The report released Wednesday by the FAA alleges the Bayflite helicopter flew 51 times when it was not airworthy endangering lives and property.
The Federal Aviation Administration said the helicopter with tail number N527BF was inspected on Nov. 4, 2014. During that inspection the Aviation Safety Inspector observed "both pitot tubes were severely corroded," the report stated.
After Air Methods was notified of the problem the FAA alleges the company flew for an additional 8 days making "51 passenger -carrying flights."
A helicopter pilot, not associated with the company, who did not want to be connected with the report, told ABC Action News reporter Michael Paluska the pitot tubes are a key component of the helicopter to measure an aircraft's speed and are critical to flight operations.
"If it is corroded it might not give accurate speed and sometimes altitude," the pilot explained. "If that was my helicopter I would've been grounded immediately."
According to the FAA, "operators are expected to respond appropriately when FAA inspectors alert them to airworthiness concerns. In this case, the FAA issued a civil fine of $892,000 because they did not do that in a timely manner.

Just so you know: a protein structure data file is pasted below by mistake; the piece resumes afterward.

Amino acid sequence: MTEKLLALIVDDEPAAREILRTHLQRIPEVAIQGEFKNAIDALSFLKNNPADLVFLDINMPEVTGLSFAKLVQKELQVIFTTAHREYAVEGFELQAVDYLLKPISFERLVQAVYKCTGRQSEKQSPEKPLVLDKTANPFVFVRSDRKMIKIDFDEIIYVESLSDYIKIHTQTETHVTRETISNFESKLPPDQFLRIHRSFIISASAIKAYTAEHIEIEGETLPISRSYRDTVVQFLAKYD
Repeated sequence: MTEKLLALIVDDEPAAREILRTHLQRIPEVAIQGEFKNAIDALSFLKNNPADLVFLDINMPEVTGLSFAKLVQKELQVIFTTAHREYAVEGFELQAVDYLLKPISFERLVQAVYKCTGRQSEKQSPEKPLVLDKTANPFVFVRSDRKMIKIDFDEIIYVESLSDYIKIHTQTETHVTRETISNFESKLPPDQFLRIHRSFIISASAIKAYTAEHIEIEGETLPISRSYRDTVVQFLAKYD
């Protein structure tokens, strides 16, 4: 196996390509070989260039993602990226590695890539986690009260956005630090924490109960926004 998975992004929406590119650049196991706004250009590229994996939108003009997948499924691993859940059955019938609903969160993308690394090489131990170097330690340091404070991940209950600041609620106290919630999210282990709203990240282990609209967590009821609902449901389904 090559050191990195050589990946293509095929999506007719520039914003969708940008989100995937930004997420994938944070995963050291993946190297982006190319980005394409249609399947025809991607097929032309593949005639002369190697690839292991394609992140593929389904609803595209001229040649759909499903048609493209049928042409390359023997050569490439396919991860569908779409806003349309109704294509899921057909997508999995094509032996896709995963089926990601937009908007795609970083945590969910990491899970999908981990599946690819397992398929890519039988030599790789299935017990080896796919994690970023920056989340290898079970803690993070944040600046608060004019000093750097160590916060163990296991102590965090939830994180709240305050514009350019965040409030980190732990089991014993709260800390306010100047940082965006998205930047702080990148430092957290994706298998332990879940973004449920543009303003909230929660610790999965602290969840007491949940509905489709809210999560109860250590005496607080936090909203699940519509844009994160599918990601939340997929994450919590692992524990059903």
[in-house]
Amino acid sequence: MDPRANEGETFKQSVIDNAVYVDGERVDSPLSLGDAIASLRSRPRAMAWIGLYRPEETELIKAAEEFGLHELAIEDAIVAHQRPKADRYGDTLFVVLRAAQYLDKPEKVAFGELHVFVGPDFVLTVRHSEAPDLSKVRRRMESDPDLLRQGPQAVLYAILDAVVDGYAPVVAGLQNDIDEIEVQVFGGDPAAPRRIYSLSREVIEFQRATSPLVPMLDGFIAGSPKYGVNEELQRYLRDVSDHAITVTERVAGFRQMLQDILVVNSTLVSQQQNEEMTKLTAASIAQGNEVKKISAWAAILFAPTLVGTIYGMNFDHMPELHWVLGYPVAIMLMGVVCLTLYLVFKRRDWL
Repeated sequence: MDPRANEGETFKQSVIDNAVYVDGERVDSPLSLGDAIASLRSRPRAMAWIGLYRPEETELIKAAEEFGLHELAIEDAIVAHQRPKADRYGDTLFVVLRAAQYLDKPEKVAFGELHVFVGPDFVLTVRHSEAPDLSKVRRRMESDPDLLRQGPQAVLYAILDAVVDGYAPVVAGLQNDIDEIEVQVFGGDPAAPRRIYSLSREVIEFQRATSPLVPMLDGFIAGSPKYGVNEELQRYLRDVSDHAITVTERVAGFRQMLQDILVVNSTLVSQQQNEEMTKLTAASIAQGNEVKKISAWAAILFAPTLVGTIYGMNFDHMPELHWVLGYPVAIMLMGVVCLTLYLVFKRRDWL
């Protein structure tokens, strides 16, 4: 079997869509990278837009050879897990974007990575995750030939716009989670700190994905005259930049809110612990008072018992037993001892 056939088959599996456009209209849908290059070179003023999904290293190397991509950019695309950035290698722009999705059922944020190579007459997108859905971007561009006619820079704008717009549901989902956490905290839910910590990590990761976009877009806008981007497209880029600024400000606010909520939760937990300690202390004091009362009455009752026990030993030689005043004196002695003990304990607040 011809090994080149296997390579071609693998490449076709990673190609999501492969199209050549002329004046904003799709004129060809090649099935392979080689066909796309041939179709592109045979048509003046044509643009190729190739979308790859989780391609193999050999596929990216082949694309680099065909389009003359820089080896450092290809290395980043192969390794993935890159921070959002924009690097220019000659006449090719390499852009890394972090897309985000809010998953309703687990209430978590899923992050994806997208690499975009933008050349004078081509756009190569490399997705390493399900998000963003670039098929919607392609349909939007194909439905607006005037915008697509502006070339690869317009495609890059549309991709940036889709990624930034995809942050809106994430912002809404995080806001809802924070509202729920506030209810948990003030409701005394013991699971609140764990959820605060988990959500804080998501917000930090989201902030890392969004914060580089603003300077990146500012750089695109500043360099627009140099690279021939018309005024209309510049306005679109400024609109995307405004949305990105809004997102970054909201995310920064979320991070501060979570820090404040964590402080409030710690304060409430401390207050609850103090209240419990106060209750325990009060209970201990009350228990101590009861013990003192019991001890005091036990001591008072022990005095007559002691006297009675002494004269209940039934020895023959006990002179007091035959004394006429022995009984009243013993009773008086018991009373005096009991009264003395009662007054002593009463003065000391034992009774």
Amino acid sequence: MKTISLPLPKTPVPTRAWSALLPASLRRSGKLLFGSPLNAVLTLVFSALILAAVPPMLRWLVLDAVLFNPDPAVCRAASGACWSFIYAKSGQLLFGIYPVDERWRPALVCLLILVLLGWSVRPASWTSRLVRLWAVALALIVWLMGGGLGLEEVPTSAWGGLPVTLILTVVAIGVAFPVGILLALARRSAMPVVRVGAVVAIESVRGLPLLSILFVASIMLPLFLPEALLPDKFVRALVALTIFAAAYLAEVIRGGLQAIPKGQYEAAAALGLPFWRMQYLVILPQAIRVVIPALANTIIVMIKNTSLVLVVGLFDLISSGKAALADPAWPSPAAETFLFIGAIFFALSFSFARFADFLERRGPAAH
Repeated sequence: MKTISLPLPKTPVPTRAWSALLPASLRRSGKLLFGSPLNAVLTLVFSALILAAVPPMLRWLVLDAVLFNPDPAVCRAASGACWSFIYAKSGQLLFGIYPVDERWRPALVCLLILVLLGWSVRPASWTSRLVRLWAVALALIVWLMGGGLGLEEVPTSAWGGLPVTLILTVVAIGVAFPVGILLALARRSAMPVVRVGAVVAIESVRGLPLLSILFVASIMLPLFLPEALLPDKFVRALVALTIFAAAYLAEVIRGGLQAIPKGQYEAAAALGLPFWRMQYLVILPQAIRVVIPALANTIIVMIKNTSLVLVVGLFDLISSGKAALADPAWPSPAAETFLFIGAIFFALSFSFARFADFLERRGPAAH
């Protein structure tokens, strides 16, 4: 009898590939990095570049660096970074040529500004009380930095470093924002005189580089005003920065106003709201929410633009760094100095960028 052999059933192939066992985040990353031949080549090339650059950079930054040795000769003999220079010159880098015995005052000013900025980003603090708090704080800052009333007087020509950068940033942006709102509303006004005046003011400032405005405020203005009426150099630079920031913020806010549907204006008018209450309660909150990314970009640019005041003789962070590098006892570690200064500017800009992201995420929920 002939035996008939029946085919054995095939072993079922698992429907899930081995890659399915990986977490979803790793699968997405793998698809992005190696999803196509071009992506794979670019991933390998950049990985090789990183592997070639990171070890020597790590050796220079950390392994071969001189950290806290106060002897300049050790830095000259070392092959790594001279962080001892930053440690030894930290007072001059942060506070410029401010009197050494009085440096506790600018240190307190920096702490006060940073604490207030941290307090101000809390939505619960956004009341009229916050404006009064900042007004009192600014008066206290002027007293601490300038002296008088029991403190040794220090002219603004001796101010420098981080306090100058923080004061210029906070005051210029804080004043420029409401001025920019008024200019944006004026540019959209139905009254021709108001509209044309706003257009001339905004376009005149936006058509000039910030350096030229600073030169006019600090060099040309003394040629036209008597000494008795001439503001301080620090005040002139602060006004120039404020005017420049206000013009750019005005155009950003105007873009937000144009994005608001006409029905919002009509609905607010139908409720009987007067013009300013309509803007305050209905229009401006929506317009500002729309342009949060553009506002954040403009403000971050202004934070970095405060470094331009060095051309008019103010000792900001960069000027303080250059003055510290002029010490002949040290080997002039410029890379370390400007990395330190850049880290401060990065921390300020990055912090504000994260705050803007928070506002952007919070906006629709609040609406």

The report states that Air Methods was "in violation of its operations specifications; after it failed to correct a known defect in the aircraft; and in a careless or reckless manner that endangered lives and property."
Since 2014, Air Methods Corp. has been hit with $2,952,000 in civil citations for safety violations from the FAA. In March of 2015 the company was issues their largest fine of $1.54 million for flying a medical helicopter over water, which according to the FAA didn't have flotation devices on board.
Air Methods Spokesperson, Christina Ward, released this statement:
Air Methods is further investigating these allegations, and the FAA has our full cooperation in the matter. What we know is the allegations included flights in an Airbus EC-135 helicopter and that the aircraft mentioned is in compliance. We take safety seriously, and the safe return of our crews and the patients we serve is and always will be our highest priority at Air Methods. In 2013, Air Methods became the first air medical provider and helicopter operator to achieve the highest level within the FAAs voluntary Safety Management System (SMS) program. We continue to raise the bar to ensure the safety of those who fly with us.